• 1946-47 Mildred Blackwell
  • 1947-48 Susan Barnes
  • 1948-49 Susan Barnes
  • 1949-50 Carolyn Meyer
  • 1950-51 Ruth Quinn
  • 1951-52 Beverly Stanford
  • 1952-53 Beverly Stanford
  • 1953-54 Sue Skinker
  • 1954-55 Sue Skinker
  • 1955-56 Beverly Stanford
  • 1956-57 Beverly Stanford
  • 1957-58 Nancy Love
  • 1958-59 Nancy Love
  • 1959-60 Genevieve Albers
  • 1960-61 Genevieve Albers
  • 1961-62 Beverly Stanford
  • 1962-63 Elmer Kramer
  • 1963-64 Elmer Kramer

Edith Finney and Louise Ewing were established performers using the name “EdLo Puppets.” Ellen and Romaine “Proctor Puppets” were also well known performers touring throughout the country. They were particularly well-known in Saint Louis for their Christmas performances in the fashionable Scruggs Department Store. Romaine Proctor is credited with designing the puppet Saint Louis on a rearing horse for the guild logo. The Rowlsons traveled and painted wagons. They had a beautiful, “gypsy” wagon that they had designed, and with which they would travel during the summers, painting and performing. Carolyn Meyer was a school teacher and known for her fabulous cardboard shadow puppets with levering mechanisms for more movement. Art Pfaff and his first wife [need name] and upon her death, his second wife, Gladys, were very popular performers with glove and rod puppets. The “Ruth Quinn Marionettes” performed variety acts and she and also created marionettes for other puppeteers across the country. Elmer Kramer and family were also popular puppeteers. Nelly Mendham and Genevieve Albers were renowned for her colorful shadow puppetry. Claude Sontag and his wife were also popular performers of that era. Mildred (Billie) Blackwell was also a popular puppeteer.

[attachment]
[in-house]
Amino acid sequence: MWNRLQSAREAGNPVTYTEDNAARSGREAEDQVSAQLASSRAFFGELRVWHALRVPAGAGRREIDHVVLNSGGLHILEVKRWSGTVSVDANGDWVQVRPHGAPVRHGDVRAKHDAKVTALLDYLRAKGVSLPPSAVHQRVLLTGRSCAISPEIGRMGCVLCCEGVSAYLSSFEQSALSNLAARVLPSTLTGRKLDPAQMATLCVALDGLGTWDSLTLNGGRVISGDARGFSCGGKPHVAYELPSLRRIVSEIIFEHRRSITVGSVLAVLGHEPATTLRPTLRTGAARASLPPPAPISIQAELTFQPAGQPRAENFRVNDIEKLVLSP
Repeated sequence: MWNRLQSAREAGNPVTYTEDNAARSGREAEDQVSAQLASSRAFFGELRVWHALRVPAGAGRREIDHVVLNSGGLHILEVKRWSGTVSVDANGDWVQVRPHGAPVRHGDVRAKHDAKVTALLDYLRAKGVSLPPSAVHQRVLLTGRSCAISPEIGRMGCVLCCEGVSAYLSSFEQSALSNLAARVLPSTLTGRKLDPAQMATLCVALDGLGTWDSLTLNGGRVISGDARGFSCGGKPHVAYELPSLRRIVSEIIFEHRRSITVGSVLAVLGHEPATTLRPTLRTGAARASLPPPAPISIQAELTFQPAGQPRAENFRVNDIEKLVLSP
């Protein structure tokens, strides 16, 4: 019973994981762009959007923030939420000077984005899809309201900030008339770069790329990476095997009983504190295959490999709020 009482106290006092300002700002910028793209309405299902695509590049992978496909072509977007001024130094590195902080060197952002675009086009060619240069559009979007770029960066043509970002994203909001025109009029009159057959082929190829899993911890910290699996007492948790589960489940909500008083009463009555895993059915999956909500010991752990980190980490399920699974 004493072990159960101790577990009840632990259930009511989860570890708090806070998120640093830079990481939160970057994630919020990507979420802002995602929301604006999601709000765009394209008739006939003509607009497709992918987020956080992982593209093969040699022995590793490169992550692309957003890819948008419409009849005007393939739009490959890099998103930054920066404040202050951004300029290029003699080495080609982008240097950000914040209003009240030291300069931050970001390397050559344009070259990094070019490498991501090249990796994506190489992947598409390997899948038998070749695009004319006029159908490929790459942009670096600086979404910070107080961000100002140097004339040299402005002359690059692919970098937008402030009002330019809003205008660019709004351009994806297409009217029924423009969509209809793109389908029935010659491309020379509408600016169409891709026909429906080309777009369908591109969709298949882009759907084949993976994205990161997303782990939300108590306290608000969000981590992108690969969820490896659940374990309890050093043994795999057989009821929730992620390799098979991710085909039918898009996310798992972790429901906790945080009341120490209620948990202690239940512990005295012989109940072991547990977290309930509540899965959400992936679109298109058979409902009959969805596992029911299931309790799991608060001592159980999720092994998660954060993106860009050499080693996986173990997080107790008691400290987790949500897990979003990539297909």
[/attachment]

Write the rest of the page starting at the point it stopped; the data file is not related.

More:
The guild successfully brought the 1941 Puppeteers of America Festival to Saint Louis (and 3 others since). The first one being in June 24–27, 1941. It was held at the Melbourne Hotel (Northwest Corner of Grand and Lindell), Saint Louis, Missouri with Romain Proctor as chairman. The next festival was June 25–28, 1947 at Saint Peter’s [Evangelical United Church of Christ?] Church [at Saint Louis and Warne Avenues?] Saint Louis, Missouri with Leona Thompson as chairman.

The guild published the Puppetry Grapevine, the official publication of the Puppeteers of America…forerunner to The Puppetry Journal.

The Puppeteers of America, Inc. also “chartered” guilds who apply and have 10 or more members who are also members of The Puppeteers of America, Inc. In 1963, the Puppet Guild of Saint Louis was granted charter number 17.

Circa 1964-1989[edit]

The guild presidents during this period were

  • 1964-65 Ruth Quinn
  • 1965-66 Claude Sontag
  • 1966-67 Beverly Stanford
  • 1967-68 Beverly Stanford
  • 1968-69 Richard Kozikowski
  • 1969-70 Jacques Chicoineau
  • 1970-71 Don Avery
  • 1971-72 Elinor Wilkerson
  • 1972-73 Kay Ludwig
  • 1973-74 Marilyn Myers
  • 1974-75 Marilyn Myers
  • 1975-76 Irene Eveland
  • 1976-77 Irene Eveland
  • 1977-78 Doris Benz
  • 1978-79 Doris Benz
  • 1979-80 Ginny Weiss
  • 1980-81 Ginny Weiss
  • 1981-82 Tom Bonham
  • 1982-83 Tom Bonham
  • 1983-84 Dug Feltch
  • 1984-85 Dug Feltch
  • 1985-86 Jean Ameduri
  • 1986-87 Mary Kay Menees
  • 1987-88 Mary Kay Menees
  • 1988-89 Doris Benz

From 1969 to 1982, guild member Don Avery was editor of The Puppetry Journal, and the official publication of The Puppeteers of America was again published in Saint Louis.